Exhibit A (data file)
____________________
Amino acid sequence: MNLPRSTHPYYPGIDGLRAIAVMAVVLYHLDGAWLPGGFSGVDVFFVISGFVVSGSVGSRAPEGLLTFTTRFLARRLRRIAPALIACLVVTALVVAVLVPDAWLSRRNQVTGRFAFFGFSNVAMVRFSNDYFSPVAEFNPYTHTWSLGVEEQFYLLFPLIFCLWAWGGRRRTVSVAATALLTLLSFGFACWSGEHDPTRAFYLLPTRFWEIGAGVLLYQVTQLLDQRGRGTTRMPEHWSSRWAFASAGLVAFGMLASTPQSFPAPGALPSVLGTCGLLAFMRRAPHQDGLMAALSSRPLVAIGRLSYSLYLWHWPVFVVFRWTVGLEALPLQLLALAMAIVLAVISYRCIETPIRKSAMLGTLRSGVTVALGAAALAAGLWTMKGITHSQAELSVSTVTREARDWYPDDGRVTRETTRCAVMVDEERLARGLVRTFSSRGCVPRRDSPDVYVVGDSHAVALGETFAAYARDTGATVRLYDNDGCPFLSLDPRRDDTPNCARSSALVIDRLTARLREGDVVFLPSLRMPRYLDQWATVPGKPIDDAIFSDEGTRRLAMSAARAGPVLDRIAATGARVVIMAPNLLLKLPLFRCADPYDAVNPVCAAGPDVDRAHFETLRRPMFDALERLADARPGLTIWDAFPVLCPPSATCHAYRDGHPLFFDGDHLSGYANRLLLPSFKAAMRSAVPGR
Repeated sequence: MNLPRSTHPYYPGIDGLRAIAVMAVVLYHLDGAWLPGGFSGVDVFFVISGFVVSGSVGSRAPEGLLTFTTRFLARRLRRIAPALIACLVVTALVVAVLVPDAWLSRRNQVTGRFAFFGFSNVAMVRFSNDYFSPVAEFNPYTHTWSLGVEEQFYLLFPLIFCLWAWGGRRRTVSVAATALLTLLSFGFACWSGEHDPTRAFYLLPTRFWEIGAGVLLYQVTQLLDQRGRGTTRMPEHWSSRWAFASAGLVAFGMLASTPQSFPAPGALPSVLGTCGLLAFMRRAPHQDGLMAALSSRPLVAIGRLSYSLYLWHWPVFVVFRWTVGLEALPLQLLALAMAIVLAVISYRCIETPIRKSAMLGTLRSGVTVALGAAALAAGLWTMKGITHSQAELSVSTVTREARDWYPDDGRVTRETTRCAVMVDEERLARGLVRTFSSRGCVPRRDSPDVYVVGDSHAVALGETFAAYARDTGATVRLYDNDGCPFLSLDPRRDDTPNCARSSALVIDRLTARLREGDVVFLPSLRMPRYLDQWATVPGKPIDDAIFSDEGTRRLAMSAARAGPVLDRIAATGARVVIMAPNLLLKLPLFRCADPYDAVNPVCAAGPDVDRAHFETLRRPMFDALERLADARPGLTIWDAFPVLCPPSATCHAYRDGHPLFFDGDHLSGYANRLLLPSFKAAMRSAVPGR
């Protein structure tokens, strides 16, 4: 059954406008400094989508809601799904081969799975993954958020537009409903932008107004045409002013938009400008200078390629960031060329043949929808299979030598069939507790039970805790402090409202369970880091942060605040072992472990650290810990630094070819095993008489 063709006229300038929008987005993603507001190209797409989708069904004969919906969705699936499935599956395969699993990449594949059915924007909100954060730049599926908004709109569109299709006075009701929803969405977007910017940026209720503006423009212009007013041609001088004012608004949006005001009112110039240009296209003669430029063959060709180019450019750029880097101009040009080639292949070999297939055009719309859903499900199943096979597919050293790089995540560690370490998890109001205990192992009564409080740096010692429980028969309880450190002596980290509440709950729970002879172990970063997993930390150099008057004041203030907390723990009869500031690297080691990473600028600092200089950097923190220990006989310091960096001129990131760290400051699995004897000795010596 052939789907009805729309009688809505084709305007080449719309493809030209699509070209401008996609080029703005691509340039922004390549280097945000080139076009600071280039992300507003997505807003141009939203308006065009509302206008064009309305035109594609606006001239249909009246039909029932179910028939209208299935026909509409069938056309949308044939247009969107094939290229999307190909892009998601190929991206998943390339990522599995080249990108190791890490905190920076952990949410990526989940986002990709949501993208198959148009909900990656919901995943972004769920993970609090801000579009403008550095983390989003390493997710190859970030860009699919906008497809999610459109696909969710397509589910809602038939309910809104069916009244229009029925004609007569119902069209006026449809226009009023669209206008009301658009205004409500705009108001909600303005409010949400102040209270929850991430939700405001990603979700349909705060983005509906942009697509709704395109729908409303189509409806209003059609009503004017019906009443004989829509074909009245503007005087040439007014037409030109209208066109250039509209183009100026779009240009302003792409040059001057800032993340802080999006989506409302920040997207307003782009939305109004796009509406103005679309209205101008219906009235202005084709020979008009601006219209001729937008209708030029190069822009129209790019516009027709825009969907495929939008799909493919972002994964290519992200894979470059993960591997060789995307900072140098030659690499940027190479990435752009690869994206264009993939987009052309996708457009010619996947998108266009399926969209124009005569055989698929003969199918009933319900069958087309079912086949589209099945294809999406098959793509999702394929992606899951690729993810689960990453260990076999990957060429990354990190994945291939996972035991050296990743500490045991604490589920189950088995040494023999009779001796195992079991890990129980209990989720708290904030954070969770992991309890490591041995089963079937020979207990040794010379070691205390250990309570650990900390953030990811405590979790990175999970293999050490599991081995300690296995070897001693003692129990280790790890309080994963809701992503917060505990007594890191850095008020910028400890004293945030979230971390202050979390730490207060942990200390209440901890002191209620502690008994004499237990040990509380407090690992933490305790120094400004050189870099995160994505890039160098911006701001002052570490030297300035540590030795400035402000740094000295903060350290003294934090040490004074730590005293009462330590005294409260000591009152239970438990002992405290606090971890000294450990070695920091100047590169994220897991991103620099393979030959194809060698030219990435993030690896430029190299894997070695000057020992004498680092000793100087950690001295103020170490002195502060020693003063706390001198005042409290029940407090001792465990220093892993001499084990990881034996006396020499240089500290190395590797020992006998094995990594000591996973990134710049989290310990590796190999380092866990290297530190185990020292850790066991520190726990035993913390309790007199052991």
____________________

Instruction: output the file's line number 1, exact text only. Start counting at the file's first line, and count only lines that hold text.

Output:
Amino acid sequence: MNLPRSTHPYYPGIDGLRAIAVMAVVLYHLDGAWLPGGFSGVDVFFVISGFVVSGSVGSRAPEGLLTFTTRFLARRLRRIAPALIACLVVTALVVAVLVPDAWLSRRNQVTGRFAFFGFSNVAMVRFSNDYFSPVAEFNPYTHTWSLGVEEQFYLLFPLIFCLWAWGGRRRTVSVAATALLTLLSFGFACWSGEHDPTRAFYLLPTRFWEIGAGVLLYQVTQLLDQRGRGTTRMPEHWSSRWAFASAGLVAFGMLASTPQSFPAPGALPSVLGTCGLLAFMRRAPHQDGLMAALSSRPLVAIGRLSYSLYLWHWPVFVVFRWTVGLEALPLQLLALAMAIVLAVISYRCIETPIRKSAMLGTLRSGVTVALGAAALAAGLWTMKGITHSQAELSVSTVTREARDWYPDDGRVTRETTRCAVMVDEERLARGLVRTFSSRGCVPRRDSPDVYVVGDSHAVALGETFAAYARDTGATVRLYDNDGCPFLSLDPRRDDTPNCARSSALVIDRLTARLREGDVVFLPSLRMPRYLDQWATVPGKPIDDAIFSDEGTRRLAMSAARAGPVLDRIAATGARVVIMAPNLLLKLPLFRCADPYDAVNPVCAAGPDVDRAHFETLRRPMFDALERLADARPGLTIWDAFPVLCPPSATCHAYRDGHPLFFDGDHLSGYANRLLLPSFKAAMRSAVPGR